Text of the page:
The soonest Christian would go back to his birthfather would be in six months when the Permanency Hearing is scheduled. It will be decided at that hearing whether Christian can safely be returned to his parent's care or if he needs to remain in foster care. If Christian's father can prove that he has kept a steady job and has housing appropriate for a baby then he can regain custody and/or guardianship of his baby. Of course, one thing I have learned regarding the legal system is that there can always be extensions or appeals. Depending on the judge, an extension (usually 3 months) may be given to the birthfather if he isn't sufficiently prepared at that time.

Until then, however, any of the birthfather's relatives who are interested in having guardianship of Christian can apply to have him placed in their home as a kinship placement, granted they can pass background checks and health & safety checks in their home and be approved by caseworkers first. After all, most parents with children in foster care would prefer to have their children placed with relatives instead of complete strangers.

As far as we know, Christian's birthmother's relatives aren't interested or are not good candidates for a kinship placement. Christian's birthfather has expressed a desire for his relatives to care for Christian, but since these relatives live out of state an Interstate Compact for the Placement of Children (ICPC) will have to be done which is basically a legal procedure giving permission to transfer the custody of children in one state into the custody of another state. This process varies from state to state and I have no idea how long it will take for the state Christian's relatives live in - it could take a month or it could take several months.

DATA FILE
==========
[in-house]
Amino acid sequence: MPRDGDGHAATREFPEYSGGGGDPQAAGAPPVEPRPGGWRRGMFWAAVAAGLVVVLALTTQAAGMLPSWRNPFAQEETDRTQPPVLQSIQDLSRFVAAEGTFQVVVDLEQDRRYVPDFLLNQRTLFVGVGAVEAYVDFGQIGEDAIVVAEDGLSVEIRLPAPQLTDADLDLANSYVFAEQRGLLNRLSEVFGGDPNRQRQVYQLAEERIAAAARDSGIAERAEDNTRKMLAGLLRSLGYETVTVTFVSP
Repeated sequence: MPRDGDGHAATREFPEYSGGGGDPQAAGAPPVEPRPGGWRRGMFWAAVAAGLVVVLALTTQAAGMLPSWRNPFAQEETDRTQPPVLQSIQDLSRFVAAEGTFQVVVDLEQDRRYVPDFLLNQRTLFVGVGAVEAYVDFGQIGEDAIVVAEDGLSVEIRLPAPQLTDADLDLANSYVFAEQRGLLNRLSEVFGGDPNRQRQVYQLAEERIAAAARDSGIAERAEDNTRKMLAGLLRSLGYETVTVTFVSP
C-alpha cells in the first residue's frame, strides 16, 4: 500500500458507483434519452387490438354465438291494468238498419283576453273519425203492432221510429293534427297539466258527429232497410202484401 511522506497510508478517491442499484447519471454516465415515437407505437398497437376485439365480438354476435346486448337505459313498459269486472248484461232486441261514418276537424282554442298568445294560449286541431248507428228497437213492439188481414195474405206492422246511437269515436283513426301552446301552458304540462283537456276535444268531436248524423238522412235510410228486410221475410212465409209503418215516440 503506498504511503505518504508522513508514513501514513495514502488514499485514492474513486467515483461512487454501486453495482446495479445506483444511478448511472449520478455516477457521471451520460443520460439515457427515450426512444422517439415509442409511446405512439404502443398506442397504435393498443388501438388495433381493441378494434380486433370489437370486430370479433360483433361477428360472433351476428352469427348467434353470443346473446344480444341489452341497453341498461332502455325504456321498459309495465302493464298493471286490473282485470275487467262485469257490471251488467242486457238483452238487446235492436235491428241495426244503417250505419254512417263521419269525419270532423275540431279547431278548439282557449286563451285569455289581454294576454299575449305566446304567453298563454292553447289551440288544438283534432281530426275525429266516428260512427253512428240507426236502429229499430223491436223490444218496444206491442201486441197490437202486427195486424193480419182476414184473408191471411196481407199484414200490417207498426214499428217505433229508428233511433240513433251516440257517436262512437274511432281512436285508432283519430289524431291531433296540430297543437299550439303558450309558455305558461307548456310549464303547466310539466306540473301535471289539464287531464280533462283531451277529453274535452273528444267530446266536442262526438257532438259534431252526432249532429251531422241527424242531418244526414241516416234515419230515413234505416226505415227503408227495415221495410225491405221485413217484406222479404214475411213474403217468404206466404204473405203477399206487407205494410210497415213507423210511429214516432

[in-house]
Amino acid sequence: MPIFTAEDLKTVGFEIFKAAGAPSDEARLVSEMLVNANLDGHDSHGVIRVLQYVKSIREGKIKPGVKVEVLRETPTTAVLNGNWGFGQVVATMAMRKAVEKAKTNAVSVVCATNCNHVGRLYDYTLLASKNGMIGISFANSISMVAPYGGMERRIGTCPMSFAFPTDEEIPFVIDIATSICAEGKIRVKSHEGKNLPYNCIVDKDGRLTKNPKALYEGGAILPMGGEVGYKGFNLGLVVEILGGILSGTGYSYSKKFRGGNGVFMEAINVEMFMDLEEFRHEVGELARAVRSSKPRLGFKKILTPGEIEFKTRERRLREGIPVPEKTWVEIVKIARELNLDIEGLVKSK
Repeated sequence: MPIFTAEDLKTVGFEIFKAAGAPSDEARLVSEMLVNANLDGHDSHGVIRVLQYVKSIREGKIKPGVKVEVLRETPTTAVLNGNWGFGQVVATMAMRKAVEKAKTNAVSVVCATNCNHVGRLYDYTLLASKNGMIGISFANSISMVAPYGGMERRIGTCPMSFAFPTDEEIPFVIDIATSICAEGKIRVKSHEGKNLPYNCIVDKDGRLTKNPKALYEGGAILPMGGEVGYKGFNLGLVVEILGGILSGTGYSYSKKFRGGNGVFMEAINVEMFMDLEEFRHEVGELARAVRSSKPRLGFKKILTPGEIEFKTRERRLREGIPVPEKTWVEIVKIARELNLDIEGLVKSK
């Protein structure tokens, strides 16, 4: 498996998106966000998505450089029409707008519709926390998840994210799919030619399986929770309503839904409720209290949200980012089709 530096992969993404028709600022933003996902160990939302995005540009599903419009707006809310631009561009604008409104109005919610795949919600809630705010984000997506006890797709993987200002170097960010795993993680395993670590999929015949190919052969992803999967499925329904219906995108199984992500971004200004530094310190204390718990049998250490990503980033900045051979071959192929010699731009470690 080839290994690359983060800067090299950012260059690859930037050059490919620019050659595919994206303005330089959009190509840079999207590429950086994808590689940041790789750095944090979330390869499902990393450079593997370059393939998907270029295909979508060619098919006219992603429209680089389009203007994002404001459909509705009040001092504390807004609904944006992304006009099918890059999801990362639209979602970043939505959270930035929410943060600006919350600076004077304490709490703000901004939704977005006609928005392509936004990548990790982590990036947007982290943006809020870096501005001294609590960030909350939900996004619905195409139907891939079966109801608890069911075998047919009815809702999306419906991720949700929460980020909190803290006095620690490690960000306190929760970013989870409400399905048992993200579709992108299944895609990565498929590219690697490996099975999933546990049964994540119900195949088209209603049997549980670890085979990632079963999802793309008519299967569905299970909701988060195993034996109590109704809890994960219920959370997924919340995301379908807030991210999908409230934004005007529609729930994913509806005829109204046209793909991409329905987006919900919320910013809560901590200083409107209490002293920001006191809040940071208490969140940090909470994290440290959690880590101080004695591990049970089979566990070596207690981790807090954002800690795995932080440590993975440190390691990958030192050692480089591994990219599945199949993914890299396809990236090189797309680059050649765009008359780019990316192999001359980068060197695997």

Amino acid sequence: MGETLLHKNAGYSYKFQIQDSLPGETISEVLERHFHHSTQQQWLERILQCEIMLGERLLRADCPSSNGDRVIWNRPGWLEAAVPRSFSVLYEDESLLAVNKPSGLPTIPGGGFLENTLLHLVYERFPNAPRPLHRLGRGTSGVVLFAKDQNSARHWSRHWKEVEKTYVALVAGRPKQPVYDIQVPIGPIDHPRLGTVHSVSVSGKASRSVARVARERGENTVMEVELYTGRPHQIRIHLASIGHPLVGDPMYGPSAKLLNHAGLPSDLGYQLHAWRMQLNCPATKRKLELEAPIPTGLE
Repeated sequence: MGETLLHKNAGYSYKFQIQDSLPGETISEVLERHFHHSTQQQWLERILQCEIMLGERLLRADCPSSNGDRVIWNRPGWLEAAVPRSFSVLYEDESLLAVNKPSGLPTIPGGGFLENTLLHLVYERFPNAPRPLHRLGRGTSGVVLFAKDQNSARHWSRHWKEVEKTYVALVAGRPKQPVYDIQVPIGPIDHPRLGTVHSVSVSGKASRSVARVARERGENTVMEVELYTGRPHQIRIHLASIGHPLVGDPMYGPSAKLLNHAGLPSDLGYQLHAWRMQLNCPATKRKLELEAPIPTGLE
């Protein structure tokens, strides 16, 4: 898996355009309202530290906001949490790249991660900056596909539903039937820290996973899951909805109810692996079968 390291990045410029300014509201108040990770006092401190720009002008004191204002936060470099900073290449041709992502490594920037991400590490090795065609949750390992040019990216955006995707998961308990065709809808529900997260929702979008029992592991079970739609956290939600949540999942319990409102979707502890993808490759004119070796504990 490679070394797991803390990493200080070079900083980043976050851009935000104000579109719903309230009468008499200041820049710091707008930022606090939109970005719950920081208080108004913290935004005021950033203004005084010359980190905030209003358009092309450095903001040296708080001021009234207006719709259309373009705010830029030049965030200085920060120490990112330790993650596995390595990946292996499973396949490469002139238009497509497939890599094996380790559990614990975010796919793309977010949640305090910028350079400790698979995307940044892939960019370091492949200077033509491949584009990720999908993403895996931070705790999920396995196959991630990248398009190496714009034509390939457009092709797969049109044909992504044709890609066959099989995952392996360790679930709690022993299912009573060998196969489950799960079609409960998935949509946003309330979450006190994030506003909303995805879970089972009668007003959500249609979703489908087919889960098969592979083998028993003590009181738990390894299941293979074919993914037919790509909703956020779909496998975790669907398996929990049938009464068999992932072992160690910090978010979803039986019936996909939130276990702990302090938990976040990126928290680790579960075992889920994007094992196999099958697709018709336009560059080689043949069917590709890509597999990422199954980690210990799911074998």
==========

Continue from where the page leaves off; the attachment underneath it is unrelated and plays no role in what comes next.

Our Third Foster Placement

Originally posted on MEM'S MEMOS on December 1, 2009.

Less than 12 hours ago I got a call from the Division of Child and Family Services asking if we would take another foster placement- this time to a two month old baby boy.

That baby boy is now currently snuggled in the crook of my left arm as I type this. (He seems to sleep better in my arms than he does in his bassinette!)

We don't know how long we'll get to have him in our home- it could be for a couple of weeks or it could be forever. It's a very surreal experience and I haven't even had time to process things yet. I will try to post some more info (as much as I can, that is) in the future.

Until then I will be brushing up on my baby care techniques using the following illustrated reference guide. After all, it's been over two years since I've cared for such a tiny, helpless creature!